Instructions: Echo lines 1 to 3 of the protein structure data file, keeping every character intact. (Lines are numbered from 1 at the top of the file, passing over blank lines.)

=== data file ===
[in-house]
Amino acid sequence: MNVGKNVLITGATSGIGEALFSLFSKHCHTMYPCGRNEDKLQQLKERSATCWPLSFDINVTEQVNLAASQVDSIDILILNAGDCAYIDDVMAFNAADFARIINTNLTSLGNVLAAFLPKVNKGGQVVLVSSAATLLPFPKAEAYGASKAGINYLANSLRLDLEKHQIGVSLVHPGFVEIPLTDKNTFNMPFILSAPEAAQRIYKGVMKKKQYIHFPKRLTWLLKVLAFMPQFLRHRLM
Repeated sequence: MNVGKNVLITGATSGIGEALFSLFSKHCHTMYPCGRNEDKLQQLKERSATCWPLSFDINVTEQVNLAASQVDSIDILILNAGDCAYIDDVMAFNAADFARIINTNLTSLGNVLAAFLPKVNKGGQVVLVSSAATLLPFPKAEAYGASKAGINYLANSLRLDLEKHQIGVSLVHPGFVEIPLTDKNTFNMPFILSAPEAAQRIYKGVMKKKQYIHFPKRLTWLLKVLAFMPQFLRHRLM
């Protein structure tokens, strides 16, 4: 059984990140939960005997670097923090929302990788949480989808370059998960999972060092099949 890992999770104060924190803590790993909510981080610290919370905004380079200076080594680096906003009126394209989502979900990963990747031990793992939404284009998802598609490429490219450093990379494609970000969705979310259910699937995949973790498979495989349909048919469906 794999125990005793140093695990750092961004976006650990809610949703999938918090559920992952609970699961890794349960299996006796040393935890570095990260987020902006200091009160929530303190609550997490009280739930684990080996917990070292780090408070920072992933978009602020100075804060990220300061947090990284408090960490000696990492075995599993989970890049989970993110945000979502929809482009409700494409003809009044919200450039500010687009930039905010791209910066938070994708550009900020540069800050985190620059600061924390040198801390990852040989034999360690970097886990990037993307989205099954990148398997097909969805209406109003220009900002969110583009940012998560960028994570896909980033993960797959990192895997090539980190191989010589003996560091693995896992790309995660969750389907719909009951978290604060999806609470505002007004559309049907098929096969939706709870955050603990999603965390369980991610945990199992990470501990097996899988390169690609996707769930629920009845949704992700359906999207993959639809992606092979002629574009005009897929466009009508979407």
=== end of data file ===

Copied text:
[in-house]
Amino acid sequence: MNVGKNVLITGATSGIGEALFSLFSKHCHTMYPCGRNEDKLQQLKERSATCWPLSFDINVTEQVNLAASQVDSIDILILNAGDCAYIDDVMAFNAADFARIINTNLTSLGNVLAAFLPKVNKGGQVVLVSSAATLLPFPKAEAYGASKAGINYLANSLRLDLEKHQIGVSLVHPGFVEIPLTDKNTFNMPFILSAPEAAQRIYKGVMKKKQYIHFPKRLTWLLKVLAFMPQFLRHRLM
Repeated sequence: MNVGKNVLITGATSGIGEALFSLFSKHCHTMYPCGRNEDKLQQLKERSATCWPLSFDINVTEQVNLAASQVDSIDILILNAGDCAYIDDVMAFNAADFARIINTNLTSLGNVLAAFLPKVNKGGQVVLVSSAATLLPFPKAEAYGASKAGINYLANSLRLDLEKHQIGVSLVHPGFVEIPLTDKNTFNMPFILSAPEAAQRIYKGVMKKKQYIHFPKRLTWLLKVLAFMPQFLRHRLM